[Re] DialSummEval - Evaluation of automatic summarization evaluation metricsDownload PDF

Published: 02 Aug 2023, Last Modified: 02 Aug 2023MLRC 2022Readers: Everyone
Keywords: Reproduction, Evaluation, Dialogue Summarization
TL;DR: A reproduction study of DialSummEval - Evaluation of automatic summarization evaluation metrics
Abstract: Scope of Reproducibility — In this paper, we perform a reproduction study of the original work of Gao and Wan [1] on the evaluation of automatic dialogue summarization metrics and models. They concluded that (1) few metrics are efficient across dimensions, (2) metrics perform differently in the dialogue summarization task than when evaluating conventional summarization, (3) models tailored for dialogue summarization capture coherence and fluency better than consistency and relevance. Methodology — Three annotators evaluated the outputs of 13 summarization models and their human reference summaries, following the guidelines of the original paper. This took on average 20 hours. A new annotation tool was developed to address the limitations of the Excel interface. An ablation study was conducted with a subset of data annotated with the original process. Finally, we implemented modified parts of the author’s code to apply the metrics over the summaries and compare their scores with our human judgments. All experiments were run on CPU. Results — The original paper’s main claims were reproduced. While not all original authors’ arguments were replicated (e.g. ROUGE scoring higher for relevance), the correlation between metrics and human judgments showed similar tendencies as in [1]. The annotations correlated with the original at a Pearson score of 0.6, sufficient for reproducing main claims. What was easy — The reproducibility strengths of the original paper lie primarily in its profound methodological description. The rich and detailed incorporation of tables made the comparison with our reproduced results fairly easy. What was difficult — The reimplementation of the original paper’s code was relatively complex to navigate and required a fair amount of debugging when running the metrics. Certain deficiencies in the annotation guidelines also resulted in rather time‐consuming decision‐making for the annotators. Finally, the methodological description of the post‐processing of the annotations was relatively unclear and the code calculating the inter‐annotator agreement was missing. Communication with original authors — We contacted the paper’s first author, twice, to request the annotation guidelines, the missing code parts, and clarifications regarding the annotation post‐processing. Their responses were prompt and helpful.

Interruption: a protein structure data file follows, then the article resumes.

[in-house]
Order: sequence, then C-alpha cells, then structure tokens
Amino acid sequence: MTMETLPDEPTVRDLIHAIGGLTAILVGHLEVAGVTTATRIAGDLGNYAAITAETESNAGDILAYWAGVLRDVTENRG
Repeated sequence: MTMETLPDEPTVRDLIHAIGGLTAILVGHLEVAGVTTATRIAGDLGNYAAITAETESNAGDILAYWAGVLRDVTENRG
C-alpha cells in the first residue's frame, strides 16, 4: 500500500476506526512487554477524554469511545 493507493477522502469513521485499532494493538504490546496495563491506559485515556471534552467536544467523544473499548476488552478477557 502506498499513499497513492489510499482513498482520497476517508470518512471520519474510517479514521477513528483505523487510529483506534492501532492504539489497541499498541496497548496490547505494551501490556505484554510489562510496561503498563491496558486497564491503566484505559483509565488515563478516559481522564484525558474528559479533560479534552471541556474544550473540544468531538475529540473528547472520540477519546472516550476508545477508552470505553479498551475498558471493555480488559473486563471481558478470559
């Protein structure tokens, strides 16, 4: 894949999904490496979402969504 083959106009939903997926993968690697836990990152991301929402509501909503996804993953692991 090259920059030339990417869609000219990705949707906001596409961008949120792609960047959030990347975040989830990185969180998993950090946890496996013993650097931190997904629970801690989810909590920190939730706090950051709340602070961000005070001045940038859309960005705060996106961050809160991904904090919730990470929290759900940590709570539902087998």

Paper Url: https://aclanthology.org/2022.naacl-main.418/
Paper Venue: Other venue (not in list)
Venue Name: NAACL 2022
Confirmation: The report pdf is generated from the provided camera ready Google Colab script, The report metadata is verified from the camera ready Google Colab script, The report contains correct author information., The report contains link to code and SWH metadata., The report follows the ReScience latex style guides as in the Reproducibility Report Template (https://paperswithcode.com/rc2022/registration)., The report contains the Reproducibility Summary in the first page., The latex .zip file is verified from the camera ready Google Colab script
Latex: zip
Journal: ReScience Volume 9 Issue 2 Article 14
Doi: https://www.doi.org/10.5281/zenodo.8173682
Code: https://archive.softwareheritage.org/swh:1:dir:845557b246b9705efe933ab6deade75b4496a071
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